e.g. ?mean (‘phrase’) –> search the help files for a word or phrase

e.g. (‘weighted mean’)

help (package = ‘package_name’) –> find help for a package

e.g. help (package = ‘dplyr’)


5.      Learn about R packages

R comes with basic functionality, meaning that some functions will always be available when you start an R session. However, you can write functions for R that are not the part of the base functionality and make it available to other R users in a package. Packages must be installed first then loaded before using it.

To install a package, click on the ‘Packages’ tab on the bottom right panel of RStudio and then click ‘Install’ on the toolbar.


Once you click on ‘Install’, a window will pop up. Now type the name of the package into the ‘Packages’ box, select that package, and click ‘Install’.


Now that you’ve installed the package, you still can’t use the function you want. You must load the package first. For this, you will have to use the library () function to load ‘dplyr’ package (for example).

library (“dplyr”)

You don’t have to download the package again once you close and re-open RStudio, but you do need to load the package to use any function of it.


6.      Data Loading

Getting the data into R is the first step of the data science process. R has varieties of options to get data of all forms into R. This is a common list of packages best suited for data loading.

·     readr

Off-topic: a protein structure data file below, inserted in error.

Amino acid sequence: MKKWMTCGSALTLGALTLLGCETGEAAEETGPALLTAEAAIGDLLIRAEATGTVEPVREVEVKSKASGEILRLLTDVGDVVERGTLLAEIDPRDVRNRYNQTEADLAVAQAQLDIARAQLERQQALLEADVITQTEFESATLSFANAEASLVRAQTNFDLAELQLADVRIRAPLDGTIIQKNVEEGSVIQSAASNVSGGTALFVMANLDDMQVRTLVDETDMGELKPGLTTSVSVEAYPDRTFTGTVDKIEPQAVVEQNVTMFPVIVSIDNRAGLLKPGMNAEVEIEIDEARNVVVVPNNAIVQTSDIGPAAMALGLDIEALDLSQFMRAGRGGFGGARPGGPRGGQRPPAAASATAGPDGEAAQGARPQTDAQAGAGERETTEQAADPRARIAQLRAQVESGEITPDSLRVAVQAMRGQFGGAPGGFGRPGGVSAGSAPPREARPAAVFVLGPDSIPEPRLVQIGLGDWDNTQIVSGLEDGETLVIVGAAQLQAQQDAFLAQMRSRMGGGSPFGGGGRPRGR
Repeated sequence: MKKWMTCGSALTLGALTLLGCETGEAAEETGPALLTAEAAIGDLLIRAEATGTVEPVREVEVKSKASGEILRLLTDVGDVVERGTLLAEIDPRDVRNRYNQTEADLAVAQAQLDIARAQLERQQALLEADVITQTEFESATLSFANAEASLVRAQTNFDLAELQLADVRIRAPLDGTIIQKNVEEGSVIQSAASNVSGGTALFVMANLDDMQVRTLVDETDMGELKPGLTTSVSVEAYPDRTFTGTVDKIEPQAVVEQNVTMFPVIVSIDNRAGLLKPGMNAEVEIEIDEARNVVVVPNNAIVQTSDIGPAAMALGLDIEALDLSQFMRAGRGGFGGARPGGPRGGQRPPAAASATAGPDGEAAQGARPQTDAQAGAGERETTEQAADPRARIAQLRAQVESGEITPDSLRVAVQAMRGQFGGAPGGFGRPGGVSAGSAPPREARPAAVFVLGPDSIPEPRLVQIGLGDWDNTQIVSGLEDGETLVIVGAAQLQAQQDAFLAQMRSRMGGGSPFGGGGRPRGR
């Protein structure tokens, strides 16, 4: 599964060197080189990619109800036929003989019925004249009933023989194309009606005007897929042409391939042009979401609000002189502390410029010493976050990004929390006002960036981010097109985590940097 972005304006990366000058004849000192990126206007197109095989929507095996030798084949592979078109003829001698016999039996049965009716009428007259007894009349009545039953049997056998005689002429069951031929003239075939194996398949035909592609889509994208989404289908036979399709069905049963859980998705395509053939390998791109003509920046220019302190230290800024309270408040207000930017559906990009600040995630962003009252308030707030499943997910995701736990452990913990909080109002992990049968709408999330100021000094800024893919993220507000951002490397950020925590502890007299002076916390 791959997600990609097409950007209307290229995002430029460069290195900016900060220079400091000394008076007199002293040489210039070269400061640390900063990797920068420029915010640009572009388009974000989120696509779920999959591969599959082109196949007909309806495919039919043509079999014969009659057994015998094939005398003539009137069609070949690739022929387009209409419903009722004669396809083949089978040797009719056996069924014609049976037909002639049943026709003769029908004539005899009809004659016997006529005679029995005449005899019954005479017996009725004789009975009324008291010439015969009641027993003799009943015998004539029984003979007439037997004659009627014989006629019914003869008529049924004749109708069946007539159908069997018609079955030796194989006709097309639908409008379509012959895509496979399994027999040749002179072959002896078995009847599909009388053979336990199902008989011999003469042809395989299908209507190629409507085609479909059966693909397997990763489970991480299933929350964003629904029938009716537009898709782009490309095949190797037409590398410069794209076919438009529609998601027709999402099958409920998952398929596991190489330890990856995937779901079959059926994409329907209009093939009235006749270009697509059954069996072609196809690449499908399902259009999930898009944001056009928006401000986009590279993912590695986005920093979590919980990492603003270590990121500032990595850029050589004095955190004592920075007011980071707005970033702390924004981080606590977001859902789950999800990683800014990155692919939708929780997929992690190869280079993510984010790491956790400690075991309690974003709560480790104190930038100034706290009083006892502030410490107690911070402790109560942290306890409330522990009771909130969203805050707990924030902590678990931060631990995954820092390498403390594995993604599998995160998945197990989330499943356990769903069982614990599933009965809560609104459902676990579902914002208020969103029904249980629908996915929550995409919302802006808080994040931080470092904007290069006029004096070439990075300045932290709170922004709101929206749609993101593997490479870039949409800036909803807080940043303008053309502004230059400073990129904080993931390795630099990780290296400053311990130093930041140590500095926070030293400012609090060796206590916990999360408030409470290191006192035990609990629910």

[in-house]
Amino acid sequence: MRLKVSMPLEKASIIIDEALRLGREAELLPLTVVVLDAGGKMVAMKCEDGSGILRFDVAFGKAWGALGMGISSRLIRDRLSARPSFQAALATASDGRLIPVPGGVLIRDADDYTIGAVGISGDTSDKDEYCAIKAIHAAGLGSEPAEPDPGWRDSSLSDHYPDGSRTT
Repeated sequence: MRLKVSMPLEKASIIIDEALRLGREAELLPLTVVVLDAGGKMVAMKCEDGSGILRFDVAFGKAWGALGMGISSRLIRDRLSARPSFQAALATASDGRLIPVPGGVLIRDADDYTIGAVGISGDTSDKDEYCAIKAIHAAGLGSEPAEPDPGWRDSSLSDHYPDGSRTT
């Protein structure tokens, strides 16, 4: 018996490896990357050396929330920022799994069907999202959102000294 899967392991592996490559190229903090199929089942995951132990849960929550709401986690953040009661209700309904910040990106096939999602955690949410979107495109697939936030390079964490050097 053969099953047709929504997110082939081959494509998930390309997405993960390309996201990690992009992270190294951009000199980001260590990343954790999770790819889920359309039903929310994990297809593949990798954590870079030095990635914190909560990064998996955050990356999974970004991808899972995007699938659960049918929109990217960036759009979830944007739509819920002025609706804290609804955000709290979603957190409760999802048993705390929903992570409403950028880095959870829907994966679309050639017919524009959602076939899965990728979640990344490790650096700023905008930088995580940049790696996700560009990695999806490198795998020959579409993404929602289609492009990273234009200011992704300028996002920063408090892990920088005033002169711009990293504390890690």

·     data.table

·     XLConnect

·     rjson

·     XML

·     foreign


7.      Exploring the data

Use the following code to obtain the data.


airquality is a data frame that comes inbuilt so that you can play with the data.

Try the following commands and see what you get:

colnames (airquality)

nrow (airquality)


Viewing the data

RStudio has a special function called View () that makes it easier to look at data in a data frame.

View (airquality)


8.      Data Analysis and Visualization

After learning how to get data into R, and some data exploration techniques, now it’s time to learn some exploratory analysis. Install a list of some wonderful R packages given below that helps to simplify data analysis and visualization.

·        dplyr – helps you do simple and elegant data manipulation

·        data.table – handles big data with ease, provides faster data analysis

·        ggplot2 – awesome package for data visualization


9.      Data Preparation

Data preparation is another important step because clean data is hard to find, and often needs to be transformed and molded into a form on which we can run models.

·     reshape2 – melt and cast the dataset into the shape you want

·     tidyr – provides a standardized way to link the structure of a dataset (its physical layout) with its semantics (its meaning)

·     Amelia – missing value imputation


10.  Communicate Result

You have learned to extract insights from data, but it could be useless without effective communication or display of result. R Markdown is a great tool for reporting your insights and share your findings with a fellow data scientist.